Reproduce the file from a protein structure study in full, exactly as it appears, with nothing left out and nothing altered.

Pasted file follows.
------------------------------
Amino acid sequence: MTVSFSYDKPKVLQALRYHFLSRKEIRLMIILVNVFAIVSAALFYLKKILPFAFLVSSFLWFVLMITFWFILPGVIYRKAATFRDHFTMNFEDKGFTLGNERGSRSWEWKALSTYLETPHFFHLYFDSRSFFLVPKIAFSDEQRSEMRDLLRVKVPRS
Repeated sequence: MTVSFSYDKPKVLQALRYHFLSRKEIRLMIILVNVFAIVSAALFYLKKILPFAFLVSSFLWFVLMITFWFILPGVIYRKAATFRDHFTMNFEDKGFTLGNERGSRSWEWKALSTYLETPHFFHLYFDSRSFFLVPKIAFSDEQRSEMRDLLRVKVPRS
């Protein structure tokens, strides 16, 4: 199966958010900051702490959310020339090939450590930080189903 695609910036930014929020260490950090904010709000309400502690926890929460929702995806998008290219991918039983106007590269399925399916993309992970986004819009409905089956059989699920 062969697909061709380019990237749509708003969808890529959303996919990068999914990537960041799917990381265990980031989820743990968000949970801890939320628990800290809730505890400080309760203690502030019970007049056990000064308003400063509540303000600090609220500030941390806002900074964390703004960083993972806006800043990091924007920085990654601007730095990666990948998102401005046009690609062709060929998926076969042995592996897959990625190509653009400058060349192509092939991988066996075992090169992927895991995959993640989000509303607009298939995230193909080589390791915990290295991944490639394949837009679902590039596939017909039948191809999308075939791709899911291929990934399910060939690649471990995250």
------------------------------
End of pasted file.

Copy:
Amino acid sequence: MTVSFSYDKPKVLQALRYHFLSRKEIRLMIILVNVFAIVSAALFYLKKILPFAFLVSSFLWFVLMITFWFILPGVIYRKAATFRDHFTMNFEDKGFTLGNERGSRSWEWKALSTYLETPHFFHLYFDSRSFFLVPKIAFSDEQRSEMRDLLRVKVPRS
Repeated sequence: MTVSFSYDKPKVLQALRYHFLSRKEIRLMIILVNVFAIVSAALFYLKKILPFAFLVSSFLWFVLMITFWFILPGVIYRKAATFRDHFTMNFEDKGFTLGNERGSRSWEWKALSTYLETPHFFHLYFDSRSFFLVPKIAFSDEQRSEMRDLLRVKVPRS
């Protein structure tokens, strides 16, 4: 199966958010900051702490959310020339090939450590930080189903 695609910036930014929020260490950090904010709000309400502690926890929460929702995806998008290219991918039983106007590269399925399916993309992970986004819009409905089956059989699920 062969697909061709380019990237749509708003969808890529959303996919990068999914990537960041799917990381265990980031989820743990968000949970801890939320628990800290809730505890400080309760203690502030019970007049056990000064308003400063509540303000600090609220500030941390806002900074964390703004960083993972806006800043990091924007920085990654601007730095990666990948998102401005046009690609062709060929998926076969042995592996897959990625190509653009400058060349192509092939991988066996075992090169992927895991995959993640989000509303607009298939995230193909080589390791915990290295991944490639394949837009679902590039596939017909039948191809999308075939791709899911291929990934399910060939690649471990995250």